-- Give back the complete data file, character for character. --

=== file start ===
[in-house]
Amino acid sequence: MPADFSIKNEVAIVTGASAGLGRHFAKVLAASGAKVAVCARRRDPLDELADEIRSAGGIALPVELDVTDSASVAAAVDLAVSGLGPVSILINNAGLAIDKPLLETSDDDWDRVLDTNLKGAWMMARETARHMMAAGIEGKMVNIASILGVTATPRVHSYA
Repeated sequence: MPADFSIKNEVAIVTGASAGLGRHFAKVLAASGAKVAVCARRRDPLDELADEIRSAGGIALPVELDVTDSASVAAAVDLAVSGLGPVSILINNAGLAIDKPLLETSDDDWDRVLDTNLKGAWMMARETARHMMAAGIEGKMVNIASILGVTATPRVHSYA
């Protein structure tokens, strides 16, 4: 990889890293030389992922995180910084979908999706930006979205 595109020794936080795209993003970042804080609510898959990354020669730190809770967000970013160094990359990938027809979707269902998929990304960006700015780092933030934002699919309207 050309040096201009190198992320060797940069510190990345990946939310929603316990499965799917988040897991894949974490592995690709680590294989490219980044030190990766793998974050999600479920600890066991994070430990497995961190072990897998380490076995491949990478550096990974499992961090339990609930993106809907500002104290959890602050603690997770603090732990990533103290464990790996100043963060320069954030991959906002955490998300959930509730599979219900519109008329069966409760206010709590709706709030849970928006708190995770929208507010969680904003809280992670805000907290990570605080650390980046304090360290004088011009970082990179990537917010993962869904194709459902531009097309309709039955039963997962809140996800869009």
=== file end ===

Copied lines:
[in-house]
Amino acid sequence: MPADFSIKNEVAIVTGASAGLGRHFAKVLAASGAKVAVCARRRDPLDELADEIRSAGGIALPVELDVTDSASVAAAVDLAVSGLGPVSILINNAGLAIDKPLLETSDDDWDRVLDTNLKGAWMMARETARHMMAAGIEGKMVNIASILGVTATPRVHSYA
Repeated sequence: MPADFSIKNEVAIVTGASAGLGRHFAKVLAASGAKVAVCARRRDPLDELADEIRSAGGIALPVELDVTDSASVAAAVDLAVSGLGPVSILINNAGLAIDKPLLETSDDDWDRVLDTNLKGAWMMARETARHMMAAGIEGKMVNIASILGVTATPRVHSYA
């Protein structure tokens, strides 16, 4: 990889890293030389992922995180910084979908999706930006979205 595109020794936080795209993003970042804080609510898959990354020669730190809770967000970013160094990359990938027809979707269902998929990304960006700015780092933030934002699919309207 050309040096201009190198992320060797940069510190990345990946939310929603316990499965799917988040897991894949974490592995690709680590294989490219980044030190990766793998974050999600479920600890066991994070430990497995961190072990897998380490076995491949990478550096990974499992961090339990609930993106809907500002104290959890602050603690997770603090732990990533103290464990790996100043963060320069954030991959906002955490998300959930509730599979219900519109008329069966409760206010709590709706709030849970928006708190995770929208507010969680904003809280992670805000907290990570605080650390980046304090360290004088011009970082990179990537917010993962869904194709459902531009097309309709039955039963997962809140996800869009």